Raoul Middleman's 50 years of self-portraits are not at all like your stupid selfies

City Paper

Raoul Middleman contains multitudes and he revels in the frailty of flesh. There is no more Whitman-esque artist in Baltimore and his current show, annoyingly called “Selfies: Over 50 Years of Raoul Middleman’s Self Portraits,” at MICA’s Meyerhoff Gallery in the Fox Building through March 14 sings the body electric, winning over the viewer by a sheer force of will and show of force.

When you walk in you are confronted by a towering wall of well-over-30 self-portraits—I lost count—going all the way up to the ceiling. We see Middleman bearded and bare-faced, with black hair and gray, smoking, sneering, and wearing clown hats. Then you go around the bend and there are more. More. And more. Walls and walls of Middleman, his jowls always fleshy, his cheeks hanging like the pendulous breasts of the strippers he displayed in his last Baltimore show “The Mae West Suite” (as well as in a few of these paintings, which show the artist with naked, large-breasted women, as in one of the large paintings that greets you upon entering, featuring Middleman, bearded in a white shirt and hat so that he looks almost like a baker, standing in the studio beside one fleshy blonde woman with ponderous pink nipples and a very-well-endowed naked black man). 

Middleman is the greatest painter of bulbous flesh that Baltimore has—and has probably ever had. He is the perfect antidote to the Photoshop age of clean lines and smooth tones, which is why it is so annoying that we have to try to make this monument to humanity, time, and yes, ego, and equate it with our idiotic coinage of our digital phenomenon. There is nothing digital about this show at all; it is fiercely and fearlessly analogue, accruing meaning, like scars, over time.

In many ways, this show is about time and about self. Samuel Beckett said Proust’s characters are monstrous because they occupy so little space and so much time. Seeing these hundreds of self-portraits makes this monstrosity real, while also invoking, somehow, the horror of “Being John Malkovich,” where everyone the actor sees looks just like him.

But part of what is fascinating about Middleman’s show is that one is able to see how little and how much he is his  own self and what that might mean. If the show is considered as a whole, as a single work, its subject is permanence within change, and its mission an almost Cartesian search for self.

Almost, for, unlike Descartes, Middleman offers no cogito, no pure thinking self, only our fleshy manifold of creases and the incremental creep of our failures. But there is also something in the eyes, caught in each case, looking at themselves. They are full of the same cantankerous joy one finds in Middleman’s rapidly shifting speech, full of enthusiasm and vigor. But there is also, in these renderings of his own eyes, a deep, infinite sadness. You miss it if you look at one of these massive walls—such a monumental task must be full of some Zorba-esque joy—but when you look closely at the eyes of one isolated picture, any of them really, you see that Middleman actually looks something like Mandy Patinkin playing the infinitely sad and resigned character Saul Berenson on the television show “Homeland.” These are Dostoevskian eyes.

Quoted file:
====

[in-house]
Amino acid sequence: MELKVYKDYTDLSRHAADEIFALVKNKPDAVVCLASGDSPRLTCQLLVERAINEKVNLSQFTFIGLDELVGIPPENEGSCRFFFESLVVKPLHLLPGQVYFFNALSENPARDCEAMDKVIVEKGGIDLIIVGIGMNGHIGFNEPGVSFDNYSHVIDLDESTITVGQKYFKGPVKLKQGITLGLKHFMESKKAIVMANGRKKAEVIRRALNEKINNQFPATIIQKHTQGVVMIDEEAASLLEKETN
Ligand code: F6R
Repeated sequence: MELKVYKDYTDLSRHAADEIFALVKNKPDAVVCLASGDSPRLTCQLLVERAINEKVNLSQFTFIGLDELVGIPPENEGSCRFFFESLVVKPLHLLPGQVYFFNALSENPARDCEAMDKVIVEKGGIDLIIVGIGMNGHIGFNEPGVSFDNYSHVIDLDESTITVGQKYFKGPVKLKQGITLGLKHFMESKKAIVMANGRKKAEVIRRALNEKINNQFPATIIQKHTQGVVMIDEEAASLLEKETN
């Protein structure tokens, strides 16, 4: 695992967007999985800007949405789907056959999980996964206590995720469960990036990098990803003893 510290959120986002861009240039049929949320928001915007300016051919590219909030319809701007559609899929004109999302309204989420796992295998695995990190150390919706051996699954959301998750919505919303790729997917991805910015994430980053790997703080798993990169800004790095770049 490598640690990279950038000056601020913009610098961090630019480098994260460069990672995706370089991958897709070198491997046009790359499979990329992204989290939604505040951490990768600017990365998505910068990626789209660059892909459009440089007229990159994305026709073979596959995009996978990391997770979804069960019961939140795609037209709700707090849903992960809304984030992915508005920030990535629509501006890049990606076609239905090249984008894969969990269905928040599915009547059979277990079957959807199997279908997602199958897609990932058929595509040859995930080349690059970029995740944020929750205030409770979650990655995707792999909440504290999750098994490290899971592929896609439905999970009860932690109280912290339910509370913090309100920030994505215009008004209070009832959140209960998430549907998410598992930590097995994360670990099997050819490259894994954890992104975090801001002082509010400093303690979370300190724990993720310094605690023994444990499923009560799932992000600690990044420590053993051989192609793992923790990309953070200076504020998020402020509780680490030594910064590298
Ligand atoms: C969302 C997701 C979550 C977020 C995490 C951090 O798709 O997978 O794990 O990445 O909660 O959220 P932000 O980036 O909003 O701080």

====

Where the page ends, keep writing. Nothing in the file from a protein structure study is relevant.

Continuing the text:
This is another reason why the title of the show “Selfies” is so goddamn annoying. Even if you have to take the five seconds to affix your phone to a stick, a selfie is the instantaneous, flattened capturing of a fleeting moment. A self-portrait is something much different and each of these paintings show more about Middleman as artist than as subject.

He must stare into his own eyes, at his own flab, at the frailty of his flesh, and contemplate mortality and the passage of time as time passes. Most of these are oil paintings. They require the artist’s hand and the artist’s eye. They are an expression of his vision. To paraphrase David Hockney, selfies are all right if you want to see your self as a paralyzed cyclops might see you for a fraction of a second.

It is not only that, taken as a whole, 50 years separate the earliest of these paintings from the last, but that each of the hundreds of paintings are created in time. Painting is a temporal medium as much as a spatial one, only we didn’t know it until instantaneous image-making became possible. 

This is a hard show to write about, because none of the works have titles and there is no comprehensive list. It almost forces you to take in the show as a whole, single, massive work, but it also pays to pretend for a moment that it is a smaller, less-ambitious show, and to take in the details of individual paintings and look at the skill of the artist as he contemplates himself.

This overhwhelming plenitude hits at the essential philosophical point of the show. When we look back over our lives, we are always torn between the fragmentary, fleeting, disconnnected moment and the collective whole. In giving us these paintings, Middleman offers us a way to navigate looking at ourselves.

When I was at the show, I overheard two young art students talking about vanity. And there is vanity in these pictures, but not the vanity they are thinking of, the celebrity photos and the selfies and the egotistical focus on the self. Rather this is the Old Testament vanity of the preacher, where one generation passeth and another ariseth and yet the world abideth forever. This show is a memento mori,  recognizing that, though all is vanity, we must, while we can, endure, as miniscule monsters caught in the onslaught of time, saying, again with Beckett, I can’t go on. I must go on.  

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